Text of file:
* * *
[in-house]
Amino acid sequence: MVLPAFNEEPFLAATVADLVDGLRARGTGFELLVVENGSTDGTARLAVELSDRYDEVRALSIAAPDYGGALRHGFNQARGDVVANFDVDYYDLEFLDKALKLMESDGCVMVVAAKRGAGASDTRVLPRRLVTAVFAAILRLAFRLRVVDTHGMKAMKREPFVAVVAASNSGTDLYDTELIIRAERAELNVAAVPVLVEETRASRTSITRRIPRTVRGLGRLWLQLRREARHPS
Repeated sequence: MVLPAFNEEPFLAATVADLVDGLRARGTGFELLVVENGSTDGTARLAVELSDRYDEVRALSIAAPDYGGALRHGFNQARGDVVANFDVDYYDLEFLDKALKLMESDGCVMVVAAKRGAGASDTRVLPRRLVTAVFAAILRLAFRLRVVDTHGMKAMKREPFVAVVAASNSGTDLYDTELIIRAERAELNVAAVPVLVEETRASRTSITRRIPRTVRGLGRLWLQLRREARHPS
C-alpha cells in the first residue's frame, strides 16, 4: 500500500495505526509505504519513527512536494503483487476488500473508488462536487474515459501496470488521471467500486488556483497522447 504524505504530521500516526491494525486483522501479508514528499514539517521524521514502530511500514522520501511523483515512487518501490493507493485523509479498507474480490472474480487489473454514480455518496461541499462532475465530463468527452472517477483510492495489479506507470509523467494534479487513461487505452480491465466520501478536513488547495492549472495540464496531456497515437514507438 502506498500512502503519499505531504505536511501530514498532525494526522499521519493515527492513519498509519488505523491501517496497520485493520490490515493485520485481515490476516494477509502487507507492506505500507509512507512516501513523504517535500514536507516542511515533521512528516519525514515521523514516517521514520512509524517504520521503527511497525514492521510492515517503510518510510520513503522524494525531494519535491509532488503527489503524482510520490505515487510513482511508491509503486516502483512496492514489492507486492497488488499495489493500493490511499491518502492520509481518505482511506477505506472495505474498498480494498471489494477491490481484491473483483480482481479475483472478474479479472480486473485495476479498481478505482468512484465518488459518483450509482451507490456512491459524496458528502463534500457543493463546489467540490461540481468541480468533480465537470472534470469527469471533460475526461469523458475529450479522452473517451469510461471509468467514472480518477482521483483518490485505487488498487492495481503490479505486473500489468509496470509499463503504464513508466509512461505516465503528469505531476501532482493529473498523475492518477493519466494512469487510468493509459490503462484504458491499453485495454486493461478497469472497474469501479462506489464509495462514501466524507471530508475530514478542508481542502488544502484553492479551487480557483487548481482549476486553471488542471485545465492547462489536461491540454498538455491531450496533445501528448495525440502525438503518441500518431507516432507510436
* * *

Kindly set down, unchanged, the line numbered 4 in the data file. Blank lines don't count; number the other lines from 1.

C-alpha cells in the first residue's frame, strides 16, 4: 500500500495505526509505504519513527512536494503483487476488500473508488462536487474515459501496470488521471467500486488556483497522447 504524505504530521500516526491494525486483522501479508514528499514539517521524521514502530511500514522520501511523483515512487518501490493507493485523509479498507474480490472474480487489473454514480455518496461541499462532475465530463468527452472517477483510492495489479506507470509523467494534479487513461487505452480491465466520501478536513488547495492549472495540464496531456497515437514507438 502506498500512502503519499505531504505536511501530514498532525494526522499521519493515527492513519498509519488505523491501517496497520485493520490490515493485520485481515490476516494477509502487507507492506505500507509512507512516501513523504517535500514536507516542511515533521512528516519525514515521523514516517521514520512509524517504520521503527511497525514492521510492515517503510518510510520513503522524494525531494519535491509532488503527489503524482510520490505515487510513482511508491509503486516502483512496492514489492507486492497488488499495489493500493490511499491518502492520509481518505482511506477505506472495505474498498480494498471489494477491490481484491473483483480482481479475483472478474479479472480486473485495476479498481478505482468512484465518488459518483450509482451507490456512491459524496458528502463534500457543493463546489467540490461540481468541480468533480465537470472534470469527469471533460475526461469523458475529450479522452473517451469510461471509468467514472480518477482521483483518490485505487488498487492495481503490479505486473500489468509496470509499463503504464513508466509512461505516465503528469505531476501532482493529473498523475492518477493519466494512469487510468493509459490503462484504458491499453485495454486493461478497469472497474469501479462506489464509495462514501466524507471530508475530514478542508481542502488544502484553492479551487480557483487548481482549476486553471488542471485545465492547462489536461491540454498538455491531450496533445501528448495525440502525438503518441500518431507516432507510436